Laravel 7.x Validation Example | All Validation In Laravel

Hey Artisan

In this tutorial we are going to laravel validation example. We will see laravel custom validation error messages. Using this you can validate your form before submit. Laravel form validation before submit is very important for your application. So today i will discuss about all laravel form validation procedure. 

Laravel has quite a few ways you can validate incoming data. Laravel validation is the most important topic to save your server data. validating manually or using the validate() method in the controller. Let’s start with the simpler, and more common, validate().

validation-example-laravel-6

 

Basic usage of controller validation

// routes/web.php
Route::get('recipes/create', '[email protected]');
Route::post('recipes', '[email protected]');

 

app/Http/Controllers/RecipesController.php

   namespace App\Http\Controllers;

    use Illuminate\Http\Request;

    class RecipesController extends Controller
    {

        public function create()
        {
            return view('recipes.create');
        }

        public function store(Request $request)
        {
            $this->validate($request, [
                'title' => 'required|unique:recipes|max:125',
                'body' => 'required'
            ]);
            // Recipe is valid; proceed to save it
        }
    }

 

We only have four lines of code running our validation here, but they’re doing a lot. First, we’re explicitly defining the fields we expect and applying rules (here separatedby the pipe character, |) to each individually.

Next, the validate() method checks the incoming data from the $request (which means it can use $request->all() or $request->input() and determines whether or not it is valid.

If the data is valid, the validate method ends and we can move on with your controller method, saving the data or whatever else. But if the data isn’t valid, it throws a ValidationException. This contains instructions to the router about how to handle this exception.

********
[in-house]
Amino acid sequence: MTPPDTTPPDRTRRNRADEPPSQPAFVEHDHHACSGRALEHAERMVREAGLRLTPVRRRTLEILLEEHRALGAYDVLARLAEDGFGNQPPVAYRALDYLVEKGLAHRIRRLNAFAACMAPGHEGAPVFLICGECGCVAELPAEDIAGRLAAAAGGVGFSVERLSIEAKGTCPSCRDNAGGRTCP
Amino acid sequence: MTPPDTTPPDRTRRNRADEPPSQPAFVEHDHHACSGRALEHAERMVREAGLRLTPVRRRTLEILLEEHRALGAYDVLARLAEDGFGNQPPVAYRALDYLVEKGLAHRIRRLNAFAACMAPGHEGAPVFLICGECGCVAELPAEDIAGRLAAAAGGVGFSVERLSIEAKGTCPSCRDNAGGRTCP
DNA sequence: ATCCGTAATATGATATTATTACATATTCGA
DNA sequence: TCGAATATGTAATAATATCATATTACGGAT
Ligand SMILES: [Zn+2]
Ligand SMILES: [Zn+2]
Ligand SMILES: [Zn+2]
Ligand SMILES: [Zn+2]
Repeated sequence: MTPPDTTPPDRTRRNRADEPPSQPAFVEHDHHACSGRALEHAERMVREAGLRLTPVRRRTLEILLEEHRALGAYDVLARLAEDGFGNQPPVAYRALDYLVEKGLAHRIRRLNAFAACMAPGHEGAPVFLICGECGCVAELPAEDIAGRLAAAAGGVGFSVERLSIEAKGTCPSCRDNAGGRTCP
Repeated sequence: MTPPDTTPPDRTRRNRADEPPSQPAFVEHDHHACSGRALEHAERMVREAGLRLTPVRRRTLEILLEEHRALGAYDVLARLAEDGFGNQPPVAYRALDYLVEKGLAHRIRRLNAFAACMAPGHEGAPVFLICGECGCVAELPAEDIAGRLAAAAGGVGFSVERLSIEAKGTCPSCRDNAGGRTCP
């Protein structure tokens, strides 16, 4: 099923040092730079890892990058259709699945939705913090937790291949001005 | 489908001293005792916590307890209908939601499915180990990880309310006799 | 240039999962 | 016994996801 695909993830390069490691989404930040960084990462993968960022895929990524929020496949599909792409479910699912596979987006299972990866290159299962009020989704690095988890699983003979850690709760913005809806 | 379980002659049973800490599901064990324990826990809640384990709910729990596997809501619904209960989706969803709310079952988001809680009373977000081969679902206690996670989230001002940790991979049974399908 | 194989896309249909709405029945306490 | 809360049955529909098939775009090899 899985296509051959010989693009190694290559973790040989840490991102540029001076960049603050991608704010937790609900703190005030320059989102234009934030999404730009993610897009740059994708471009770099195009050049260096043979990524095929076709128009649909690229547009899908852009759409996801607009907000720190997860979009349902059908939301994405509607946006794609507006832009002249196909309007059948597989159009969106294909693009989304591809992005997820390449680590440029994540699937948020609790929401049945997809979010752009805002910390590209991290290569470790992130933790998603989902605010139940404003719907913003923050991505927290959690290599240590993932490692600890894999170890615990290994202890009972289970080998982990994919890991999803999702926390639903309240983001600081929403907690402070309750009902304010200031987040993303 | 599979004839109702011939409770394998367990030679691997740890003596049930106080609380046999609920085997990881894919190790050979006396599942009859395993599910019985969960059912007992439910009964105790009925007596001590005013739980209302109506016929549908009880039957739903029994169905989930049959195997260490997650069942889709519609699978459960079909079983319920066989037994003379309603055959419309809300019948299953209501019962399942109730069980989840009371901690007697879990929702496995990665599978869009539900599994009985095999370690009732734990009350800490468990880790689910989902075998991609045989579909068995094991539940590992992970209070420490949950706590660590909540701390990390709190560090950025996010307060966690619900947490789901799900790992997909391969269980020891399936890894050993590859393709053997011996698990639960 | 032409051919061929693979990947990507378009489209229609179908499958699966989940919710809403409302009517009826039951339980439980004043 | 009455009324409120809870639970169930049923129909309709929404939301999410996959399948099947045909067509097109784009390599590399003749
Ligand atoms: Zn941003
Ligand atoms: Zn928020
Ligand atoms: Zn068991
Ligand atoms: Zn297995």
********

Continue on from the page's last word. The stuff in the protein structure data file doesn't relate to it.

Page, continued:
If the request is Ajax (or if it’s requesting JSON as a response), the exception will create a JSON response containing the validation errors.

 

If not, the exception will return a redirect to the previous page, together with all of the user input and the validation errors—perfect for repopulating a failed form and showing some errors.

 

Read Also : Binding Data to Views Using View Composers in Laravel

 

More on Laravel’s Validation Rules

Additionally, you can validate nested properties. This matters if you use HTML’s array syntax, which allows you to, for example, have multiple “users” on an HTML form, each with an associated name. Here’s how you validate that:

 

$this->validate($request, [
  'user.name' => 'required',
  'user.email' => 'required|email',
]);

 

We don’t have enough space to cover every possible validation rule here, but here are a few of the most common rules and their functions:

Require the field

required; required_if:anotherField,equalToThisValue;
required_unless:anotherField,equalToThisValue

 

Field must contain certain types of character

alpha, alpha_dash, alpha_num, numeric, integer

 

Field must contain certain patterns

email, active_url, ip

 

Dates

after:date, before:date (date can be any valid string that strtotime() can handle)

 

Numbers

between:min,max, min:num, max:num, size:num (size tests against length for strings, value for integers, count for arrays, or size in KB for files)

 

Image dimensions

dimensions:min_width=XXX; can also use and/or combine with max_width,
min_height, max_height, width, height, and ratio

 

Databases

exists:tableName, unique:tableName (expects to look in the same table column
as the field name; see the docs for how to customize)

 

Manual Validation

If you are not working in a controller, or if for some other reason the previously described flow is not a good fit.

 

you can manually create a Validator instance and check for success or failure like below example

  Route::get('recipes/create', function () {
        return view('recipes.create');
    });
    Route::post('recipes', function (Illuminate\Http\Request $request) {
        $validator = Validator::make($request->all(), [
            'title' => 'required|unique:recipes|max:125',
            'body' => 'required'
        ]);
        if ($validator->fails()) {
            return redirect('recipes/create')
                ->withErrors($validator)
                ->withInput();
        }
        // Recipe is valid; proceed to save it
    });

 

As you can see, we create an instance of a validator by passing it our input as the first parameter and the validation rules as the second parameter.

The validator exposes a fails() method that we can check against and can be passed into the withErrors() method of the redirect.

Displaying Validation Error Messages

The validate() method in controllers (and the withErrors() method on redirects that it relies on) flashes any errors to the session. These errors are made available to the view you’re being redirected to in the $errors variable.

And remember that as a part of Laravel’s magic, that $errors variable will be available every time you load the view, even if it’s just empty, so you don’t have to check if it exists with isset().

Echo validation errors

 

Hope it will help you.